Afternoon all. A belated post from a while back – I must get into a more rigid routine with posts! Even if it’s just a jumble of words and thoughts. So here is a post from early June:
I’ve had a great morning drinking coffee with my mum and a dear new friend Helen who I met at a two-day ethnography workshop where researchers came together and talked about their research experiences of doing ethnographic fieldwork (spending time hanging out with people basically-!). Helen asked me how plans for my own project were shaping up , and so I talked about where I’m at right now with it all, with my probation review on June 25th and my move to Glasgow 5 days after that, it was good to take some time to talk and think things through before I go to Glasgow again for more meetings.
Also, it made me realise how slack I’ve been on here recently and so I thought I’d fill you in on what’s been going on in the world and in my head.
SO: I’ve gone from the spider-diagram below at the VERY beginning, to the diagram below that which was made in my first supervision, to other mind-maps below THAT which were all aiming to further focus my project idea and the questions I wanted to work with. So I’ve gone from wellbeing, craft, music and everyday participation – to
place-making practices and everyday participation – to
migration and place and participation – to
generational differences of constructing, negotiating and maintaining ethnic identity in place – to
heritage, migration and negotiating ethnic identity in Glasgow through everyday participation
(the note of THINGS ARE SIMPLE in the left corner is unrelated to the content of the rest of the spider-diagram, I don’t think identity work, migration and heritage are simple-! It was more just a reminder than when life gets a bit tough and muddled and busy, that there are things which are more simple than I am allowing them to be at the moment – a good lesson I think)
So, in the past couple of weeks, my work has now taken on a bigger context of representations of heritage. Initially, what with the Scottish Nationalist Party winning all 7 seats in Glasgow on May 7th, I had factored support for the SNP in there too and considering national identity and Black and Minority Ethnic (BAME) involvement in the SNP and what this means for rethinking what a Scottish National identity looks like, but in my last supervision we decided to let this emerge if people talk about it, rather than focusing too much on the SNP. So this work will respond more closely to a report that the Heritage Lottery Fund released in 2012 which showed that 92% of the people who took part in the Glasgow branch of the project called ’20 years in 12 places’ thought that the heritage of the city made it a better place to live. I’m really interested in whose stories make up these tales of the past and belonging.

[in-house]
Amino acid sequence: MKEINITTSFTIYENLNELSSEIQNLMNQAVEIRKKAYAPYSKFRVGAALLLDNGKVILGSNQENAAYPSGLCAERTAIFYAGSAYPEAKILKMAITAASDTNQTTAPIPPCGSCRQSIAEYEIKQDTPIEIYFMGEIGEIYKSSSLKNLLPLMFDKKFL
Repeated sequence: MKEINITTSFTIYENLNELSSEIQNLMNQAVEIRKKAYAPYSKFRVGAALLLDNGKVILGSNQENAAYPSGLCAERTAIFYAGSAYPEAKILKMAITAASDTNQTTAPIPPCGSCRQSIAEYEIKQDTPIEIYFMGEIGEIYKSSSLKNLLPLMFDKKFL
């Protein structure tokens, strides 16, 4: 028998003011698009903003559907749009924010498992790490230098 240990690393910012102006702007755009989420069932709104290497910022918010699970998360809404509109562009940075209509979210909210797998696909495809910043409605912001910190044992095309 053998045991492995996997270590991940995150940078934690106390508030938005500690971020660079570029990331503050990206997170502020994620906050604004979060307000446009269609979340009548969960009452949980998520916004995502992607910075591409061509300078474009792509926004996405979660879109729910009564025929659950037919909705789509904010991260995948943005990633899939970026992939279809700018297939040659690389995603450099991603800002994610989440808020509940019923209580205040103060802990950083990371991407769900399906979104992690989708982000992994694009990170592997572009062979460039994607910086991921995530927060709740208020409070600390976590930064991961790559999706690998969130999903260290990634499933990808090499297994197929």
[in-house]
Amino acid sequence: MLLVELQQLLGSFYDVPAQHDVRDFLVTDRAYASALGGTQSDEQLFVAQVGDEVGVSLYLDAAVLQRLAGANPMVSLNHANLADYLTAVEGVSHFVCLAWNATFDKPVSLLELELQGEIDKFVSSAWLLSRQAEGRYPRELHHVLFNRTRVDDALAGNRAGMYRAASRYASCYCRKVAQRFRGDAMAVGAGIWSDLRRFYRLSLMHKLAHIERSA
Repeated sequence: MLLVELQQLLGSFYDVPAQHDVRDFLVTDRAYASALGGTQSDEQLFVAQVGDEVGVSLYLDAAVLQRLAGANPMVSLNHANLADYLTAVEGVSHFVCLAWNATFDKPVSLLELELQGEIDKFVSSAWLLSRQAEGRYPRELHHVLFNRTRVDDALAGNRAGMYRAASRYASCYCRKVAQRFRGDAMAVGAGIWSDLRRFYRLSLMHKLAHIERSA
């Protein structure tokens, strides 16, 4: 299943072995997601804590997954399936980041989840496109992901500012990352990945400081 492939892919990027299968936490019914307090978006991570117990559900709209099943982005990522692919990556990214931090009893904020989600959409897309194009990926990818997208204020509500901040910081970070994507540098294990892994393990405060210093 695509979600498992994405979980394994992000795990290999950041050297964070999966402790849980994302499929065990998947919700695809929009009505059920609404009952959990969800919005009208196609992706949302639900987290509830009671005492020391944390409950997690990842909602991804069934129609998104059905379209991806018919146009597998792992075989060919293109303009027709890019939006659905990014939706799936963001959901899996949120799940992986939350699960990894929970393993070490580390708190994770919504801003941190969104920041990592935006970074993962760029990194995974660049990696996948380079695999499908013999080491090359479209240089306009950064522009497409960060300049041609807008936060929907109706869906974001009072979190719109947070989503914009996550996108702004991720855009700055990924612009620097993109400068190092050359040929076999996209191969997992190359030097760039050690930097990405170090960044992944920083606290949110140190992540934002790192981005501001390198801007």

Here are the questions I’m interested in thinking about:
- Through everyday practice and participation, how do migrants and the children and grandchildren of migrants construct, negotiate and maintain ethnic identity in Glasgow?
- What is the role of ‘heritage’, memory and the imagination in this process for these different generations?
- Where do migrant and ethnic minority narratives fit into understandings and representations of Glasgow’s heritage?
So there you go-!
I think constructions and representations of particular groups in formal ‘cultural’ institutions have a tendency to homogenise particular groups, and often miss the nuances of expressions of cultural value that exist in their everyday practices and participation.
Heritage is a political tool very often used to construct an official narrative of the past, which can then be used in the present to mould a particular narrative of national belonging, often seeing marginal voices left out of this dominant narrative, even if they have contributed to the city being the way it is today.
The everyday can be seen as a site for challenging the power exercised over representations of heritage and national belonging in the city, as it is in this space – which although affected by representations that exist (or not) within places like museums and art galleries and the possibilities (or not) to participate in these spaces – new narratives of belonging and heritage can come to be.
If dominant stories exclude certain voices, this only serves to continue this process of exclusion, and so these voices must be recognised as being part of the main chorus of a place, rather than being simply attached to the dominant heritage and place identity representations that exist.
That said, it might be that there is more of a complex working out of heritage which doesn’t manifest in a simple ‘dominant heritage’ model in Glasgow, and I need to think more critically about some of the theories I am using.
So, that’s where I’m at right now. I’ve got to get more clued up about the context of different ethnic groups arrivals in Glasgow, and keep reading about what’s going on in the city regarding heritage work (the Glasgow Women’s Library have done some really interesting alternative heritage walks in the city some of which I will go on during my next visit, to see how other representations of Glasgow’s heritage attempt to tell ‘alternative’ heritages in the city. the WSREC has also done some fascinating-sounding work where they have carried out volunteer-led heritage walks in the city.
Whilst being interested in work that wants to tell more local, smaller scale stories of the multiple individual memories of the city, exploring the idea that heritage can be polyvocal, it is also really important for me, and as such I’ve decided to let the whole Scottish National conversation emerge if it does, rather than pushing for it.
And so on with the journey-!